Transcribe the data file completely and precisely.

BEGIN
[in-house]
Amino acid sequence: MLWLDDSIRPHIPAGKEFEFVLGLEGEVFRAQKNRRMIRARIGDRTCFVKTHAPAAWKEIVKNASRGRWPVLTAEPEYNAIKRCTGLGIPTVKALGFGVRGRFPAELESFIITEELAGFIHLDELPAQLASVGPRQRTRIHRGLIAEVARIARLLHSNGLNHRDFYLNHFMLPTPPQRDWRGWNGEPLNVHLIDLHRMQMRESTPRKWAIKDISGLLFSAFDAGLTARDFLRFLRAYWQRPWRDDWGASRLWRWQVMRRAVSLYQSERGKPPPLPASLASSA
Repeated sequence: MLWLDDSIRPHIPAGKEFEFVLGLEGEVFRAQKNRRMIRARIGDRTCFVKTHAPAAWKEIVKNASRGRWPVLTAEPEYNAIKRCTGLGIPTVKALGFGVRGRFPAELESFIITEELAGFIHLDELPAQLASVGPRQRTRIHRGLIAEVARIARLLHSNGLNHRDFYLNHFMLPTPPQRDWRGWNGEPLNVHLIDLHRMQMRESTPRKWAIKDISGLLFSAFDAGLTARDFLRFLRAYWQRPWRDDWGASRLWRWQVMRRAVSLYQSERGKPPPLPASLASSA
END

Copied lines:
[in-house]
Amino acid sequence: MLWLDDSIRPHIPAGKEFEFVLGLEGEVFRAQKNRRMIRARIGDRTCFVKTHAPAAWKEIVKNASRGRWPVLTAEPEYNAIKRCTGLGIPTVKALGFGVRGRFPAELESFIITEELAGFIHLDELPAQLASVGPRQRTRIHRGLIAEVARIARLLHSNGLNHRDFYLNHFMLPTPPQRDWRGWNGEPLNVHLIDLHRMQMRESTPRKWAIKDISGLLFSAFDAGLTARDFLRFLRAYWQRPWRDDWGASRLWRWQVMRRAVSLYQSERGKPPPLPASLASSA
Repeated sequence: MLWLDDSIRPHIPAGKEFEFVLGLEGEVFRAQKNRRMIRARIGDRTCFVKTHAPAAWKEIVKNASRGRWPVLTAEPEYNAIKRCTGLGIPTVKALGFGVRGRFPAELESFIITEELAGFIHLDELPAQLASVGPRQRTRIHRGLIAEVARIARLLHSNGLNHRDFYLNHFMLPTPPQRDWRGWNGEPLNVHLIDLHRMQMRESTPRKWAIKDISGLLFSAFDAGLTARDFLRFLRAYWQRPWRDDWGASRLWRWQVMRRAVSLYQSERGKPPPLPASLASSA